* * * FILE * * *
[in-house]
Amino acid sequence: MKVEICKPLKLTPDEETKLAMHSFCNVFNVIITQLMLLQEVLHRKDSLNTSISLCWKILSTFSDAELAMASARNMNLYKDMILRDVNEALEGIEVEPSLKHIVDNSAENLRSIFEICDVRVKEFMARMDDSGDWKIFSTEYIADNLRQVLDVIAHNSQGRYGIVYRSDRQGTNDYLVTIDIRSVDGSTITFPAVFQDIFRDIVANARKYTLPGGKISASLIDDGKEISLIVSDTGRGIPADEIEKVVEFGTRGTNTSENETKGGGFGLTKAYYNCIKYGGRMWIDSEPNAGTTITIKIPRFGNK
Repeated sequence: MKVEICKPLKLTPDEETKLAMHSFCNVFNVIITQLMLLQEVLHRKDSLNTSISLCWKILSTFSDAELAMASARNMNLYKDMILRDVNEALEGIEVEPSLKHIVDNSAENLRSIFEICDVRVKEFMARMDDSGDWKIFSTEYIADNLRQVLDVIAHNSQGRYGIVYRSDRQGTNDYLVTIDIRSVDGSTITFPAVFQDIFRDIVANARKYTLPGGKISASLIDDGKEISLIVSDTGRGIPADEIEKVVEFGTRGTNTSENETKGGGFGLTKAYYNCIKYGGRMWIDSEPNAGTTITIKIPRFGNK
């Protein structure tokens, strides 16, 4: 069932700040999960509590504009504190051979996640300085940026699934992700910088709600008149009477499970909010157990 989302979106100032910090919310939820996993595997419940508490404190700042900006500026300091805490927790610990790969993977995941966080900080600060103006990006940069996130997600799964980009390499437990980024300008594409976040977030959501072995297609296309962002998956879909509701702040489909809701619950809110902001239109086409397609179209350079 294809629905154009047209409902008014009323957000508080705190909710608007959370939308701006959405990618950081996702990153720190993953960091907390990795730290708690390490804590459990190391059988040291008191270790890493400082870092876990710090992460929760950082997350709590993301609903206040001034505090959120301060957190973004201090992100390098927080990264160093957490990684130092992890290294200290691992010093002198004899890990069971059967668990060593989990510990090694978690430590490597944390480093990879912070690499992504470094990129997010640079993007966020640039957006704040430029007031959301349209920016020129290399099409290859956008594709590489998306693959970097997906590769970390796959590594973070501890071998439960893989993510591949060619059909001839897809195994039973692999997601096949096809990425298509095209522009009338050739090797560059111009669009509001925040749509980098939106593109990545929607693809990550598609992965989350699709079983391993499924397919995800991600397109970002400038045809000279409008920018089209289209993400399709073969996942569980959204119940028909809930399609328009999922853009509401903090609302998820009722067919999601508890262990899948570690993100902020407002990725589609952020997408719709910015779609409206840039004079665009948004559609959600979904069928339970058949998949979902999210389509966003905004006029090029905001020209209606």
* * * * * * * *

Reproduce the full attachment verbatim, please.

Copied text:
[in-house]
Amino acid sequence: MKVEICKPLKLTPDEETKLAMHSFCNVFNVIITQLMLLQEVLHRKDSLNTSISLCWKILSTFSDAELAMASARNMNLYKDMILRDVNEALEGIEVEPSLKHIVDNSAENLRSIFEICDVRVKEFMARMDDSGDWKIFSTEYIADNLRQVLDVIAHNSQGRYGIVYRSDRQGTNDYLVTIDIRSVDGSTITFPAVFQDIFRDIVANARKYTLPGGKISASLIDDGKEISLIVSDTGRGIPADEIEKVVEFGTRGTNTSENETKGGGFGLTKAYYNCIKYGGRMWIDSEPNAGTTITIKIPRFGNK
Repeated sequence: MKVEICKPLKLTPDEETKLAMHSFCNVFNVIITQLMLLQEVLHRKDSLNTSISLCWKILSTFSDAELAMASARNMNLYKDMILRDVNEALEGIEVEPSLKHIVDNSAENLRSIFEICDVRVKEFMARMDDSGDWKIFSTEYIADNLRQVLDVIAHNSQGRYGIVYRSDRQGTNDYLVTIDIRSVDGSTITFPAVFQDIFRDIVANARKYTLPGGKISASLIDDGKEISLIVSDTGRGIPADEIEKVVEFGTRGTNTSENETKGGGFGLTKAYYNCIKYGGRMWIDSEPNAGTTITIKIPRFGNK
């Protein structure tokens, strides 16, 4: 069932700040999960509590504009504190051979996640300085940026699934992700910088709600008149009477499970909010157990 989302979106100032910090919310939820996993595997419940508490404190700042900006500026300091805490927790610990790969993977995941966080900080600060103006990006940069996130997600799964980009390499437990980024300008594409976040977030959501072995297609296309962002998956879909509701702040489909809701619950809110902001239109086409397609179209350079 294809629905154009047209409902008014009323957000508080705190909710608007959370939308701006959405990618950081996702990153720190993953960091907390990795730290708690390490804590459990190391059988040291008191270790890493400082870092876990710090992460929760950082997350709590993301609903206040001034505090959120301060957190973004201090992100390098927080990264160093957490990684130092992890290294200290691992010093002198004899890990069971059967668990060593989990510990090694978690430590490597944390480093990879912070690499992504470094990129997010640079993007966020640039957006704040430029007031959301349209920016020129290399099409290859956008594709590489998306693959970097997906590769970390796959590594973070501890071998439960893989993510591949060619059909001839897809195994039973692999997601096949096809990425298509095209522009009338050739090797560059111009669009509001925040749509980098939106593109990545929607693809990550598609992965989350699709079983391993499924397919995800991600397109970002400038045809000279409008920018089209289209993400399709073969996942569980959204119940028909809930399609328009999922853009509401903090609302998820009722067919999601508890262990899948570690993100902020407002990725589609952020997408719709910015779609409206840039004079665009948004559609959600979904069928339970058949998949979902999210389509966003905004006029090029905001020209209606």